An aerial view of the Department of Veterans Affairs hospital being built in Aurora. 

(Photo: Department of Veterans Affairs)

Congressman Mike Coffman says he will introduce legislation to ensure that a Department of Veterans Affairs hospital in Aurora is completed.

A draft of the legislation is not yet available, but Coffman says it could call for an investigation amid rising construction costs. It could also seek to bar the VA from further construction.

The U.S. Army Corps of Engineers is poised to take over the hospital's construction, but roughly $1 billion is needed to complete the hospital, according to the Corps of Engineers. That brings the entire price tag to $1.73 billion -- more than five times the original estimate in 2004. The figure that has shocked many in Colorado's congressional delegation, including Coffman, a Republican. The hospital is in Colorado's 6th Congressional District, which is Coffman's. Coffman is also chairman of the House subcommittee responsible for VA oversight. 

The hospital was supposed to be completed more than a year ago. Several buildings are partly complete, but it is unclear when the hospital will be finished.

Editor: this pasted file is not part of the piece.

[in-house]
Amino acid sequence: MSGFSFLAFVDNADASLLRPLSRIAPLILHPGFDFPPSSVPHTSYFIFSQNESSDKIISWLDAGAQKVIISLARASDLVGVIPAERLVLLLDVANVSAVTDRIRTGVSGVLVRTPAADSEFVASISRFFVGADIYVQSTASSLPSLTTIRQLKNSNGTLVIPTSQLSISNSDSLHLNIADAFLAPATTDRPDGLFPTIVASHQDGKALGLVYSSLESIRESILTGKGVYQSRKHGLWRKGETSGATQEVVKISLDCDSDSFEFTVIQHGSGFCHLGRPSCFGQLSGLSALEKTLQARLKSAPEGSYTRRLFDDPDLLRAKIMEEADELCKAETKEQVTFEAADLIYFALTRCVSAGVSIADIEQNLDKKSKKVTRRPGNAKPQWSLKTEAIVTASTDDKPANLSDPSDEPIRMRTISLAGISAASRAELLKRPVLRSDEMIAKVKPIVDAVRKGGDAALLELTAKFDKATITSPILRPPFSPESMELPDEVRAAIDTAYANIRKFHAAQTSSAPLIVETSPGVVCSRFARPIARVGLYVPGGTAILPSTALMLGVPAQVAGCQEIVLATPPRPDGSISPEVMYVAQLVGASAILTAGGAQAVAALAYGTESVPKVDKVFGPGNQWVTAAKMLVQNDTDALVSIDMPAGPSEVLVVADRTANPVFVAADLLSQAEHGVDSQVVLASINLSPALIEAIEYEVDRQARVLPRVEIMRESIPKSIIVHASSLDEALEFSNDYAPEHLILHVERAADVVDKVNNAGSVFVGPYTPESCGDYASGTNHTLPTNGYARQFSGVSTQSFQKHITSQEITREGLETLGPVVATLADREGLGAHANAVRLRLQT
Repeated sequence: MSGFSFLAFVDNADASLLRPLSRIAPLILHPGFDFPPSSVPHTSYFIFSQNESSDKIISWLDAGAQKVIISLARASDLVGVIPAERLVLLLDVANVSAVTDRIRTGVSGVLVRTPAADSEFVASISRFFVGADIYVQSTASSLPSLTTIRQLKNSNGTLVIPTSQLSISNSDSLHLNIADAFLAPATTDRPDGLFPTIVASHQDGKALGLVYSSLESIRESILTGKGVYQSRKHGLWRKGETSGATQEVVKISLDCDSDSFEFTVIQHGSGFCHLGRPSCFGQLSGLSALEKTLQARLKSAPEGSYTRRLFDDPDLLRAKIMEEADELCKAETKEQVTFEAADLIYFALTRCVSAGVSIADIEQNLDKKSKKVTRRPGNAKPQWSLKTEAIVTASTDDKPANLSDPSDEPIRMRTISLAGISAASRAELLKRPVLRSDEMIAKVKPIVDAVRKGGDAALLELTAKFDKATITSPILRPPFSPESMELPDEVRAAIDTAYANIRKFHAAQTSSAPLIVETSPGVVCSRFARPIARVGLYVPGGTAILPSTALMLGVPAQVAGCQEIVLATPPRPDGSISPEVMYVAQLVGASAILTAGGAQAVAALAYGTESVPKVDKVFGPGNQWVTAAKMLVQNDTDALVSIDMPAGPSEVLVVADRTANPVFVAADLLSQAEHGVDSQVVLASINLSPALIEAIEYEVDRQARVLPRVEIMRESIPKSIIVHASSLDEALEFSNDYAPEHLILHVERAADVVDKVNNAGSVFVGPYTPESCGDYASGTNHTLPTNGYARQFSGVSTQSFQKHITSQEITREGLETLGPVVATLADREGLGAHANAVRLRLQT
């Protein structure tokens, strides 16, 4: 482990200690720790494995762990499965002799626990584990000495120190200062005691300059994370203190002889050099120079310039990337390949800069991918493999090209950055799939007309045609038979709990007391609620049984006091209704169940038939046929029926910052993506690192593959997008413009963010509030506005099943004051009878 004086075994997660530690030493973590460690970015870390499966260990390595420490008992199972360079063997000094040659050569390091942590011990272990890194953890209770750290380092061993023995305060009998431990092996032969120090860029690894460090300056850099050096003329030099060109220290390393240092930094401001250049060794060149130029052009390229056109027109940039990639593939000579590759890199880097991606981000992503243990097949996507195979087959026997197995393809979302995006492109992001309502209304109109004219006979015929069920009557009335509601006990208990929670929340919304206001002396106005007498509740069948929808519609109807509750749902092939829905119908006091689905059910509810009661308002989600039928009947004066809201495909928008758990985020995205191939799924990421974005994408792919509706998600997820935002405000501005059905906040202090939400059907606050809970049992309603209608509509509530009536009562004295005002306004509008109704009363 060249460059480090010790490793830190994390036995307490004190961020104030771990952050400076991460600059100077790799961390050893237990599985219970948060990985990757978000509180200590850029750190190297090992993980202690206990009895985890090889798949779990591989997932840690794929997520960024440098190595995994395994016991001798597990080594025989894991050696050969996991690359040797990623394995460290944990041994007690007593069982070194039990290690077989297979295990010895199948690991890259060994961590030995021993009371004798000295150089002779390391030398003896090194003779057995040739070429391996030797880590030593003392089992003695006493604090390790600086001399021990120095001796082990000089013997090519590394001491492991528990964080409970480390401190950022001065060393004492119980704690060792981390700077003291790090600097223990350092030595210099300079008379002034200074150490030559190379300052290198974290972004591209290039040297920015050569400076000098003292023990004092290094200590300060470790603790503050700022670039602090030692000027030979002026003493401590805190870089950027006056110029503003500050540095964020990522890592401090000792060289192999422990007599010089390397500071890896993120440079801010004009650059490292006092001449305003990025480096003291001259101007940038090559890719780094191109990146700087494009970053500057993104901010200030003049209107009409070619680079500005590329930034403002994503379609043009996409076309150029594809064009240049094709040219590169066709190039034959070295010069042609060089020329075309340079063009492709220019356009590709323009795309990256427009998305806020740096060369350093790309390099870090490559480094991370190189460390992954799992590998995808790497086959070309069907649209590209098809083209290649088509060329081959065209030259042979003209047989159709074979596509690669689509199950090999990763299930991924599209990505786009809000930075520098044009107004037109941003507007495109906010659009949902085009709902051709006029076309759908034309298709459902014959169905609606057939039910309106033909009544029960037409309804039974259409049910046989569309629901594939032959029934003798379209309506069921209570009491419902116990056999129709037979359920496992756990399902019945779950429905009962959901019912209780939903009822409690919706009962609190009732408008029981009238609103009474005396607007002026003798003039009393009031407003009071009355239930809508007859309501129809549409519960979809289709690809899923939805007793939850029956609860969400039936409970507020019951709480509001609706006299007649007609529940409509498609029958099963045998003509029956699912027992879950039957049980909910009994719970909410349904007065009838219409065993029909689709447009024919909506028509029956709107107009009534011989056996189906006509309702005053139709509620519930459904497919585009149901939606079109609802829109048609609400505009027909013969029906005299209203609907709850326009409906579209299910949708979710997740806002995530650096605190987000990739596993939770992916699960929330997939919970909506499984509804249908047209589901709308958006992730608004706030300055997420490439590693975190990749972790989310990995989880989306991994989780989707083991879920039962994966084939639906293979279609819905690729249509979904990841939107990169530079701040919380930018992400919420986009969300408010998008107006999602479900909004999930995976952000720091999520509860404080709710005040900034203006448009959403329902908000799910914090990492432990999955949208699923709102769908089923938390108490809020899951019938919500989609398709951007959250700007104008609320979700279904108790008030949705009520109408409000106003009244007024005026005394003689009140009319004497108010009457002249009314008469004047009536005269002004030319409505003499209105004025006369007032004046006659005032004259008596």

Coffman says an option is to seek funds to finish the hospital from Congress. 

"To ask for an extra $1 billion for a single hospital that... in terms of cost overruns, that shouldn't even cost anything close to a billion dollars -- I think that's going to be challenging," Coffman said. "We've got to be able to sell the Congress on, 'This is never going to happen again.'"

Another option, Coffman says, is to seek the money from the VA, but that could delay some other VA construction projects.

Colorado's two U.S. senators and all but one member of its House delegation issued a statement last week voicing a "commitment to working together on behalf of our veterans to ensure the regional medical facility is completed."

Rep. Ken Buck, a Republican from Northern Colorado, did not join in that statement.

His spokeswoman, Katherine Rosario, instead directed CPR News to a statement Buck made to The Associated Press: “I’m not willing to spend one more dime until we hold people responsible for this outrageous error, that we find reforms at the VA and we do everything we can to reduce that number of $1.7 billion,” Buck said.

The estimated costs of the hospital have risen in increments of millions of dollars over the years. In 2013, the Government Accountability Office noted "costs substantially increased and schedules were delayed" for several large hospital projects around the country, including the one in Aurora. 

The project will replace the VA Medical Center in Denver with expanded inpatient and outpatient services, a community living center, a spinal cord injury/diagnostic unit, and research facilities.

The VA declined to speak with CPR News, but issued a statement saying that it is "formulating a proposal that will be sent to Congress in the near future."

The VA added: "While construction continues for the replacement hospital, Veterans in Denver can still access high quality health care at the Denver VA Medical Center and at clinics throughout Colorado."